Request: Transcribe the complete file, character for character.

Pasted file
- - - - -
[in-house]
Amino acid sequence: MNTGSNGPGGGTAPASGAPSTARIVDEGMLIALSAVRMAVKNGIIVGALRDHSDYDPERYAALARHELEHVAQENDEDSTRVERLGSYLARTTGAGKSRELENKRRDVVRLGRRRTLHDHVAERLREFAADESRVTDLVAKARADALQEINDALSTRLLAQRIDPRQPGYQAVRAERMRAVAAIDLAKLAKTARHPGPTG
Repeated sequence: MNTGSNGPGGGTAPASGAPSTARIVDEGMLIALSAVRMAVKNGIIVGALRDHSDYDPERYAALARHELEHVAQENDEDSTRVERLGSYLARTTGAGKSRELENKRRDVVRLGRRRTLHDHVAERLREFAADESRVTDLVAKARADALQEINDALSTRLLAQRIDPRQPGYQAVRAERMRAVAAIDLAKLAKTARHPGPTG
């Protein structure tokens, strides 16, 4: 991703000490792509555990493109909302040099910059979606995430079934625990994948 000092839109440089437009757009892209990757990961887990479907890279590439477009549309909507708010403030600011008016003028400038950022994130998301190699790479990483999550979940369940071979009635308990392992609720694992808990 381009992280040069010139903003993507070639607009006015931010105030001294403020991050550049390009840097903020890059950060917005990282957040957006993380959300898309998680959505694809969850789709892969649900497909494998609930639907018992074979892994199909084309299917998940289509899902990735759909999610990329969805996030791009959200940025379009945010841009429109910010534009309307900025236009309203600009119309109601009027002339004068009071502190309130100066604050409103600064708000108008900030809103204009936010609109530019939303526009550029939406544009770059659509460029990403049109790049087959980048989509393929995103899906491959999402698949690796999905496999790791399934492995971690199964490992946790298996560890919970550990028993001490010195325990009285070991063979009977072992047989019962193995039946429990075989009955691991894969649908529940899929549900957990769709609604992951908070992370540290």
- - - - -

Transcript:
[in-house]
Amino acid sequence: MNTGSNGPGGGTAPASGAPSTARIVDEGMLIALSAVRMAVKNGIIVGALRDHSDYDPERYAALARHELEHVAQENDEDSTRVERLGSYLARTTGAGKSRELENKRRDVVRLGRRRTLHDHVAERLREFAADESRVTDLVAKARADALQEINDALSTRLLAQRIDPRQPGYQAVRAERMRAVAAIDLAKLAKTARHPGPTG
Repeated sequence: MNTGSNGPGGGTAPASGAPSTARIVDEGMLIALSAVRMAVKNGIIVGALRDHSDYDPERYAALARHELEHVAQENDEDSTRVERLGSYLARTTGAGKSRELENKRRDVVRLGRRRTLHDHVAERLREFAADESRVTDLVAKARADALQEINDALSTRLLAQRIDPRQPGYQAVRAERMRAVAAIDLAKLAKTARHPGPTG
């Protein structure tokens, strides 16, 4: 991703000490792509555990493109909302040099910059979606995430079934625990994948 000092839109440089437009757009892209990757990961887990479907890279590439477009549309909507708010403030600011008016003028400038950022994130998301190699790479990483999550979940369940071979009635308990392992609720694992808990 381009992280040069010139903003993507070639607009006015931010105030001294403020991050550049390009840097903020890059950060917005990282957040957006993380959300898309998680959505694809969850789709892969649900497909494998609930639907018992074979892994199909084309299917998940289509899902990735759909999610990329969805996030791009959200940025379009945010841009429109910010534009309307900025236009309203600009119309109601009027002339004068009071502190309130100066604050409103600064708000108008900030809103204009936010609109530019939303526009550029939406544009770059659509460029990403049109790049087959980048989509393929995103899906491959999402698949690796999905496999790791399934492995971690199964490992946790298996560890919970550990028993001490010195325990009285070991063979009977072992047989019962193995039946429990075989009955691991894969649908529940899929549900957990769709609604992951908070992370540290």